Hope amid fear: Indian IT and American banks

The big question facing Indian IT companies today is whether the market will pick up and whether they can capture more share. (File Photo: AFP)
The big question facing Indian IT companies today is whether the market will pick up and whether they can capture more share. (File Photo: AFP)


  • US banks reported better-than-expected results in the recent quarter. However, Indian IT companies are not cheering yet.

In the first quarter of 2023, the banking sector in the US and Europe was facing the heat. In the US, three banks failed in quick succession. In Europe, Credit Suisse was bought by its larger competitor, UBS Group, in an emergency arrangement brokered by the Swiss government. As fears grew of a repeat of the 2008 financial crisis, the heat was felt by, among others, the Indian information technology (IT) sector, which gets most of its revenues from the banking, financial services and insurance (BFSI) segment.

The Indian IT sector's growth halved in 2008-09, following the financial crisis. Typically, when banks move to conserve cash, they cut discretionary spending on technology. However, fears of a banking crisis had subsided by Q2. Net interest income of large banks jumped, as the US central bank kept interest rates high to tame inflation. The top six banks made a total profit of $33 billion, up 18% year-on-year. The S&P Bank Index is up 15% in the past three months.

Technology spends of five of these six banks increased. However, IT companies are not cheering yet. During Wipro's earnings call, chief executive officer Thierry Delaporte said the market today “is not dramatically different from the market we saw three months ago". In general, better earnings don't immediately translate to more business for IT services. Besides, regional banks in the US are still focused on strengthening their balance sheets. The big question facing Indian IT companies today is whether the market will pick up and whether they can capture more share.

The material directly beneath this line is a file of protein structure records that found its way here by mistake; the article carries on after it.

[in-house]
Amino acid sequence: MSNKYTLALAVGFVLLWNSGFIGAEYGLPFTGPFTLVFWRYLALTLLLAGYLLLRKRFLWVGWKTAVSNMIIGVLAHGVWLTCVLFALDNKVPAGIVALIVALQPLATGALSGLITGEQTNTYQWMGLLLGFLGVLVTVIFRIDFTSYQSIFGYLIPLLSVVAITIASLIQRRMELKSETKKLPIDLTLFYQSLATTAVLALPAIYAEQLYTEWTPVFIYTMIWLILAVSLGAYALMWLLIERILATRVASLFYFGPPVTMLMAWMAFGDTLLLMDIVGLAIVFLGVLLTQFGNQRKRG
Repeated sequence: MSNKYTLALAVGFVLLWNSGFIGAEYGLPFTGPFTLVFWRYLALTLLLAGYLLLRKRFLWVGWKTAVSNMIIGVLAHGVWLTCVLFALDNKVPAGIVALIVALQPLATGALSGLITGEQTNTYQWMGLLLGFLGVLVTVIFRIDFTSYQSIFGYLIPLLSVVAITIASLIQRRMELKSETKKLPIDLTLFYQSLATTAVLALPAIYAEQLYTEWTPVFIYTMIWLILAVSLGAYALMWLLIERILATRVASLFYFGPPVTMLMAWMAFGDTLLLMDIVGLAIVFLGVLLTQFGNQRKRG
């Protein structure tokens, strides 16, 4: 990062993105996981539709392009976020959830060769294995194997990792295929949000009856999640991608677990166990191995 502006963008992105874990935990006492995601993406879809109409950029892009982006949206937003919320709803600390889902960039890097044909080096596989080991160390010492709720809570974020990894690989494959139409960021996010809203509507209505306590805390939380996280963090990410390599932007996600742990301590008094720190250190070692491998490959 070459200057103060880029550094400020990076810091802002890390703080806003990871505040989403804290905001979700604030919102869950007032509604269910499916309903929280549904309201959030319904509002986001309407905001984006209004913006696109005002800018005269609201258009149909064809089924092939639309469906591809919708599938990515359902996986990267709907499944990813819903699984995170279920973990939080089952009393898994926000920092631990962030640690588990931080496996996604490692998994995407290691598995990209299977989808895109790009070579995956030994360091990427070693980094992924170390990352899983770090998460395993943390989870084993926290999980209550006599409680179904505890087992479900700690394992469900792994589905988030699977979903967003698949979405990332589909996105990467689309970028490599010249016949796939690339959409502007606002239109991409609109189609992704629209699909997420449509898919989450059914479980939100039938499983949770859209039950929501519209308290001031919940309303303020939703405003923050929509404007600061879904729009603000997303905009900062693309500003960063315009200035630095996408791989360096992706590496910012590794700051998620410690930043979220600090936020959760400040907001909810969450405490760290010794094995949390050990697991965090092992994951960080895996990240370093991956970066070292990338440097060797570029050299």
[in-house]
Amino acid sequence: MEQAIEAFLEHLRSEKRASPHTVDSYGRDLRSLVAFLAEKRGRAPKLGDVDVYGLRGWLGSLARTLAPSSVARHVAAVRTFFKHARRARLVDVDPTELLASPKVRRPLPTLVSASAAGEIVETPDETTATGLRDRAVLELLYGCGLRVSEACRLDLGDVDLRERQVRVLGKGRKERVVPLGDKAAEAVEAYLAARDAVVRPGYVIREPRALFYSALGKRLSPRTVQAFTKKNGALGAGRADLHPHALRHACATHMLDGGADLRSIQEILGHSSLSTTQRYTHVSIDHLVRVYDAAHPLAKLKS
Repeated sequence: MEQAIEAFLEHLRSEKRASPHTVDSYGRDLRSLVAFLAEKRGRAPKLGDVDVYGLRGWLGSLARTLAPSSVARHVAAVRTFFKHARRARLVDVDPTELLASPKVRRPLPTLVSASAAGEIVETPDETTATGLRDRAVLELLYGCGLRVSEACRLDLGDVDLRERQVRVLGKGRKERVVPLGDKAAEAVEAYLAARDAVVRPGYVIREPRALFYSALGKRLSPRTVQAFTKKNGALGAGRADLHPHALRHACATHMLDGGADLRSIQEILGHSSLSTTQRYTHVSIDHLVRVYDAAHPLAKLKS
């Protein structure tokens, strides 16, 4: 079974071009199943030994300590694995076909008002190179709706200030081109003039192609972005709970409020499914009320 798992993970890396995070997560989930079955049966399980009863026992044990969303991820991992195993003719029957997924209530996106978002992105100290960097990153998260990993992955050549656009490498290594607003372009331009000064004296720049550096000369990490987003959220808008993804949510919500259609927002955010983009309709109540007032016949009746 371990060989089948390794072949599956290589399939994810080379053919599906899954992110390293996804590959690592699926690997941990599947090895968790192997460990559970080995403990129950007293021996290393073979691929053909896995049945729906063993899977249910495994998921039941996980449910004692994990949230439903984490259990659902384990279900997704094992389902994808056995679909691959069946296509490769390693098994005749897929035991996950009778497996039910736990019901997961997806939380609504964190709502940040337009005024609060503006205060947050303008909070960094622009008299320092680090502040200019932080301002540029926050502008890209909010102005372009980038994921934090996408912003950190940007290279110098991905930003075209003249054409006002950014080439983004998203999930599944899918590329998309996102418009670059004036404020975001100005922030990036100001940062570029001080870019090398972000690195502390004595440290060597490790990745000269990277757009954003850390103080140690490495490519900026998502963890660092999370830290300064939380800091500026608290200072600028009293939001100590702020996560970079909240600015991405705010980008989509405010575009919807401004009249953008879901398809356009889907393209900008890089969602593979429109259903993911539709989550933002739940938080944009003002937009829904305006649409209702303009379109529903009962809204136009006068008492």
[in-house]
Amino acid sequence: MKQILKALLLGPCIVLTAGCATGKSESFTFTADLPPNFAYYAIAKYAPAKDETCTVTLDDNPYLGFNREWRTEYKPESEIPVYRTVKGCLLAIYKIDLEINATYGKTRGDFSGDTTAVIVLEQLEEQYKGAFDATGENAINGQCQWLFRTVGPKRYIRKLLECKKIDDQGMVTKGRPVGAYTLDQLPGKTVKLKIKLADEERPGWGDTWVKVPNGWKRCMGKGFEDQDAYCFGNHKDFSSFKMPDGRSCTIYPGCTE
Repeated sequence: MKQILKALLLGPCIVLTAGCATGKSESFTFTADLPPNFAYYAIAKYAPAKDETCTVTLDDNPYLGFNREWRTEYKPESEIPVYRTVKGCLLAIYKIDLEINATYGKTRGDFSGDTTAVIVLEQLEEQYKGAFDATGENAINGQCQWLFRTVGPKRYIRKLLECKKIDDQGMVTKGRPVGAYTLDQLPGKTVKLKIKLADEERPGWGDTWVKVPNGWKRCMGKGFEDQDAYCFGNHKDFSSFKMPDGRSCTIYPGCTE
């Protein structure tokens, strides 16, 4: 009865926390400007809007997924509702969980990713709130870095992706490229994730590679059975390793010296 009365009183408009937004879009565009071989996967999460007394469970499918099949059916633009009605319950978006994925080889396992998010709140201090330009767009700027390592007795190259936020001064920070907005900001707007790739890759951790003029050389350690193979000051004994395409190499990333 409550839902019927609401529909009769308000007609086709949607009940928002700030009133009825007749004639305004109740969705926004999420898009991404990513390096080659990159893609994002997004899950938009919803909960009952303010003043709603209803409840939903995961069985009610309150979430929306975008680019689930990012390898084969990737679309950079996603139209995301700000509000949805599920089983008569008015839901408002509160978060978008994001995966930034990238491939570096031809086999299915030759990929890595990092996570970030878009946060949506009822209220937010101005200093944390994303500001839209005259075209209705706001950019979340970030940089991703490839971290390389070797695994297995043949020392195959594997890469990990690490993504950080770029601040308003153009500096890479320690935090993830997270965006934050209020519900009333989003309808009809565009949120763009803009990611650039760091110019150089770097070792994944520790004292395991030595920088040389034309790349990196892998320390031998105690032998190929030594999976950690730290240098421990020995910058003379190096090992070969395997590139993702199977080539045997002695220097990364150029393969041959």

Growth Drivers

Gartner, a research and advisory firm specializing in technology, expects IT spending by the banking and investment services sector to reach $652 billion globally in 2023, an increase of 8.1% from 2022. Spending on software is expected to see the fastest growth, of 13.5%. However, there is a change in how the money will be spent. Gartner analyst Debbie Buckland, in a statement, said organizations were spending more on types of technologies that generate significantly higher business outcomes. “Spending on software, for example, is shifting away from building it in-house, in favour of buying solutions that generate value from investments more rapidly," she said.

Similarly, about 50% of banking and investment services CIOs that Gartner surveyed this year said they planned to increase investments in cloud—accessing software applications through the internet. This, in turn, will drive IT services spending, especially on consulting and infrastructure as a service.

Time Lag

The Indian IT sector gets about 40% of its revenues from the BFSI segment, according to Nasscom. However, even among leading companies, the segment’s share varies. While BFSI accounts for about 30% or more for TCS, Infosys, Wipro and LTIMindtree, it is about 20% or less for HCL Technologies and Tech Mahindra. In Q2, all four BFSI-focused IT services companies saw their BFSI revenues shrink on a sequential basis.

One reason is the time lag between banking industry performance and IT projects. Besides, during tough times, businesses tend to break up large projects into smaller chunks, keeping expenses low. Banks are also increasing in-house development, through their global capability centres in low-cost locations such as India. In a recent report, ICICI Securities observed that a few banks are shifting from “third-party consulting to investments in own technology employees", adding that Citi increased its technology headcount by about 23% year-on-year in Q2.

Digital Transformation

As concerns around the US’ banking crisis in Q1 impacted technology spending, growth was expected to slow down. According to an Insider Intelligence forecast last October, growth in US bank technology spending peaked in 2022. However, total technology spend is expected to increase from $77 billion in 2021 to $112 billion in 2026.

According to an IDC report last October, banks worldwide were set to invest an additional $31 billion on AI embedded in existing systems by 2025. Similarly, banks are expected to increasingly adopt open banking (which allows banks to exchange financial data more freely), blockchain and other technologies. Asked when he expected to see demand improve, Wipro's Delaporte said, "…a lot of banks still have reasonably good fundamentals. And they are very aware of the importance of technology for their own transformation. And so yes, it will resume at some point in time."

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